The recently released House Ways and Means plan differs slightly from that original proposal. It would impose a 3 percent surtax on the incomes of ultra-wealthy households making $5 million or more per year, raising an estimated $127 billion over 10 years. It also applies to incomes from investments, including trusts.

That’s a smaller haul to be sure, but worth building on.

Another way to look at trickle-down economics


Goodbye to killers


Even with Charlestown's 15% discount, costs could be high

For Many On Coast, Climate Crisis Means Rising Insurance Rates

By CAITLIN FAULDS/ecoRI News staff

RI Sea Grant program at URI
The country’s largest flood insurer is changing how it analyzes flood risk, and it could signal a reckoning for coastal communities.

On October 1,  the National Flood Insurance Program (NFIP) will switch from flood-map-based risk analysis to Risk Rating 2.0: Equity in Action. The new pricing methodology will take into account more flood risk variables and, according to the Federal Emergency Management Agency (FEMA), will result in insurance rates that are more equitable and more agile in the face of the climate crisis.

“Risk Rating 2.0 is not just a minor improvement, but a transformational leap forward,” FEMA spokesperson Rosa Norman said. “Risk Rating 2.0 enables FEMA to set rates that are fairer and ensures rate increases and decreases are both equitable.”

NFIP was established in 1968 to fill the gap left by private insurers that would not cover flooding. It is funded by the federal government — though currently $20 billion in debt, with an additional $16 billion canceled in 2017 to meet claims after hurricanes Harvey, Irma, and Maria.

Since the 1970s, premiums have largely been based on property elevation according to zones on a Flood Insurance Rate Map (FIRM). But this method gives “relatively static measurements,” according to Norman, and leaves room for inequities in pricing and coverage.

Largest RI nurses’ union supports vax mandate

Blames management for long-standing nurse shortages

United Nurses and Allied Professionals

Lynn Blais, R.N., President of the United Nurses and Allied Professionals (UNAP), the state’s largest healthcare union, representing more than 7,000 nurses and health professionals, issued a statement today in regards to the approaching October 1 mandatory vaccine deadline for Rhode Island’s healthcare workers and the current staffing shortage in the healthcare field. 

“First, we want to reiterate our support for the vaccine mandate for healthcare workers in Rhode Island. UNAP members have been on the frontlines fighting the COVID-19 pandemic since day one, and no one has witnessed the massive toll it has taken on Rhode Islanders more so than we have. We’ve seen the outcomes – loneliness, physical and mental health struggles, death and despair for far too many people, including our members.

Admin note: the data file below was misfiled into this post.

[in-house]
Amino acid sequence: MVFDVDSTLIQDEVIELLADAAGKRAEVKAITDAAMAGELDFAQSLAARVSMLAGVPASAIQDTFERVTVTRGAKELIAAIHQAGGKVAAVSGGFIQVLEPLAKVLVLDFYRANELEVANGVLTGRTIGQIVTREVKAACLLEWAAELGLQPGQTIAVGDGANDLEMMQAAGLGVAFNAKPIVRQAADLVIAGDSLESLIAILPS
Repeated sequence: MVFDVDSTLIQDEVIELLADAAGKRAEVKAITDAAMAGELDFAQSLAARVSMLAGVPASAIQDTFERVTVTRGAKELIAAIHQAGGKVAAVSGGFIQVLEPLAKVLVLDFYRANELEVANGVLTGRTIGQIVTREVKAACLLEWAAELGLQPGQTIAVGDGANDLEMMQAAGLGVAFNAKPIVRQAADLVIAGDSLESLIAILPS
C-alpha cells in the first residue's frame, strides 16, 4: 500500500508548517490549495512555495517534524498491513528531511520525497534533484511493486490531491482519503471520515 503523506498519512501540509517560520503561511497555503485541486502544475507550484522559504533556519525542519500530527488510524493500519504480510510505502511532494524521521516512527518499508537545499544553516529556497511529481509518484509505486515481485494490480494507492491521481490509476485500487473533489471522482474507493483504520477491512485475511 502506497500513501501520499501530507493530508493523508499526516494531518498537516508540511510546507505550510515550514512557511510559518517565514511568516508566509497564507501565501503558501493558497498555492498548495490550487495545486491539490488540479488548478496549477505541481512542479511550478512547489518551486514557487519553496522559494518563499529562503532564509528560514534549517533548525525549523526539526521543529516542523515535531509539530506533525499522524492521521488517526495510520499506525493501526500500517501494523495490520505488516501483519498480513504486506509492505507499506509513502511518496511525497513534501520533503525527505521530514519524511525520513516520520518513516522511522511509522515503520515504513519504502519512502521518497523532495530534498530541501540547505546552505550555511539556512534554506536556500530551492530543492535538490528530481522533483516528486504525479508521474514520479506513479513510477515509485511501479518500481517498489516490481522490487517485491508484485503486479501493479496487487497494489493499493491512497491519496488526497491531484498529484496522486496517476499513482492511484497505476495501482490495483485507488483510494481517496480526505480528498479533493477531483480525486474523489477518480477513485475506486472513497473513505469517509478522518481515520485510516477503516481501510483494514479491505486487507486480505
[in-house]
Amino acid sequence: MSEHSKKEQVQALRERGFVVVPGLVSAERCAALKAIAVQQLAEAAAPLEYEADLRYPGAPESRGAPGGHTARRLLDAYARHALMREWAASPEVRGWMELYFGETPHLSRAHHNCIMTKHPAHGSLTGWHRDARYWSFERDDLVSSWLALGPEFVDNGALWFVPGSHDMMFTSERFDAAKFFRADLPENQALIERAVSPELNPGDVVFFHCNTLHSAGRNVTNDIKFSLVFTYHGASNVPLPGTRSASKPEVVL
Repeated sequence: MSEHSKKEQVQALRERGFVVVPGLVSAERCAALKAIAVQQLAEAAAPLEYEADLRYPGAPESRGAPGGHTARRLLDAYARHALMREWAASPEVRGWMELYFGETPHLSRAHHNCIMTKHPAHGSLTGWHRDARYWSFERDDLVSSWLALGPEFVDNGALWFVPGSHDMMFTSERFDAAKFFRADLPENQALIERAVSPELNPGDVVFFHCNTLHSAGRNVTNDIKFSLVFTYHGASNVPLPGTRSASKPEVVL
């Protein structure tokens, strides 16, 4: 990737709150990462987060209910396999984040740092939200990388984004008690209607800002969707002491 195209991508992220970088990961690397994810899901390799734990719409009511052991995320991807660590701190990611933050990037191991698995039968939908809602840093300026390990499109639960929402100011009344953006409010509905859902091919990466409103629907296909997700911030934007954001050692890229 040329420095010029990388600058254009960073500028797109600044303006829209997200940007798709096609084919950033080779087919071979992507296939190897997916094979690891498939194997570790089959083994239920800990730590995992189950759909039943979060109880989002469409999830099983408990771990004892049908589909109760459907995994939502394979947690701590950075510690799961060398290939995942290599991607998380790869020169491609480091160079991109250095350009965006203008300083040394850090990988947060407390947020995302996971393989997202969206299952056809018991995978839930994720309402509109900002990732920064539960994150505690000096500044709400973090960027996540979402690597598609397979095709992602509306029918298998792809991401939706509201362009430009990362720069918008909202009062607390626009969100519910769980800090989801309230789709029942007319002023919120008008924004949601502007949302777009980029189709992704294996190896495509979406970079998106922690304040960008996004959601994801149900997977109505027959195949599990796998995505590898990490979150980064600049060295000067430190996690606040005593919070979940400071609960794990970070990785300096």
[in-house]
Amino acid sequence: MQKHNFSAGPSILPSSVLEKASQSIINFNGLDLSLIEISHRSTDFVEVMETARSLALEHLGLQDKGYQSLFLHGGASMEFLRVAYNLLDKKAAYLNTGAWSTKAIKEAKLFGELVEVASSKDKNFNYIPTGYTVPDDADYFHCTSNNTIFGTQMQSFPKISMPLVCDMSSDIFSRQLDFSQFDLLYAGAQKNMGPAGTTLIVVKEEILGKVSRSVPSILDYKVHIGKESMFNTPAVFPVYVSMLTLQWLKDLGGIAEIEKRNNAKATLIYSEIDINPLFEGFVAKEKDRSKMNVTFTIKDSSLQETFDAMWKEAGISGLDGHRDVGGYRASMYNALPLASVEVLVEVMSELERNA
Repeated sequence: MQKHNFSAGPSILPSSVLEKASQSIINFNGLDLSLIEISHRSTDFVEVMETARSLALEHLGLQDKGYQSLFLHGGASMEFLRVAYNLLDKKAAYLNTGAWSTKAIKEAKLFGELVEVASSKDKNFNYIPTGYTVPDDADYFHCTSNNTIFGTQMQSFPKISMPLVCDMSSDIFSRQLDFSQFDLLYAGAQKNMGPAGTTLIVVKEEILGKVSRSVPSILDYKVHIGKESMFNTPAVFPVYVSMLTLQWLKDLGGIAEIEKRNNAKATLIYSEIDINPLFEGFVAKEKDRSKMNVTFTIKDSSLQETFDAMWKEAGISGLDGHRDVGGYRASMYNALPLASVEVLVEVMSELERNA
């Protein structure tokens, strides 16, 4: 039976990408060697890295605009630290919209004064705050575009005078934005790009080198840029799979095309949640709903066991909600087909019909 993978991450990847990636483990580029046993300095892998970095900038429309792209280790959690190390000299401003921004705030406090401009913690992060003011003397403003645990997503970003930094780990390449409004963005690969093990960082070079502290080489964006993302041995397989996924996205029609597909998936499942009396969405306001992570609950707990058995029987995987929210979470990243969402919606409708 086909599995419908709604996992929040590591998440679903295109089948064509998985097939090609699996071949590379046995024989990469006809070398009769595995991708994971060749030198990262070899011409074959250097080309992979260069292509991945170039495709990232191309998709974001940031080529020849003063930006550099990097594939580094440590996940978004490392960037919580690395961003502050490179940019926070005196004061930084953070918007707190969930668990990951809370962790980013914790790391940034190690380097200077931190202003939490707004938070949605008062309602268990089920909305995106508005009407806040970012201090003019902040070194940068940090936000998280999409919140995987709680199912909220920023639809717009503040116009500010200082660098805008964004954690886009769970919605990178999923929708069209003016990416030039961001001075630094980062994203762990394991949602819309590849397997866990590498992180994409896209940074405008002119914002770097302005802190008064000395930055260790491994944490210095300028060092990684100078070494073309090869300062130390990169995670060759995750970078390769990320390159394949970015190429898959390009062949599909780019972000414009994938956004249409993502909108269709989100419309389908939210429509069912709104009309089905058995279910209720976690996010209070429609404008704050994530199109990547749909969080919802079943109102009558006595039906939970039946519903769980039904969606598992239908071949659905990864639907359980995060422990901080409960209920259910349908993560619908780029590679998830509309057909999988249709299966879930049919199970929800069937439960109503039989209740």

“We support this mandate because this is a public health issue and Rhode Islanders who need healthcare services should expect to be safe in health facilities. The vaccine has been proven to be safe and effective, and getting as many Rhode Islanders vaccinated as possible is the only way we will end this pandemic and get back to some sense of normalcy.

“Our members – the nurses and health professionals who have risked our health and our lives in service of others – are physically and mentally exhausted, and the current path we are on is not sustainable. We have the tools to end this pandemic – and we owe it to all Rhode Islanders to use them.

“We have been asked how we reconcile our position in support of the vaccine mandate with staffing issues that may arise due to the termination of healthcare workers who refuse the vaccine.

“We want to be clear – staffing shortages in the healthcare field, especially among nurses, have been a problem that began long before this pandemic started. As a union, we are the ones who have called attention to this issue time and again, and we will continue to do so.

“The root cause of the staffing shortage is simple – hospital management putting profits before patient care. When hospitals are run to make a profit for shareholders and executives, that means bare-bones staffing levels, with no flexibility for leaves of absence, vacancies, or worker illness.

With $4.9M from the CDC, Brown researchers to study COVID vaccine effectiveness in seniors

Looking at declining immunity especially among nursing home residents

Brown University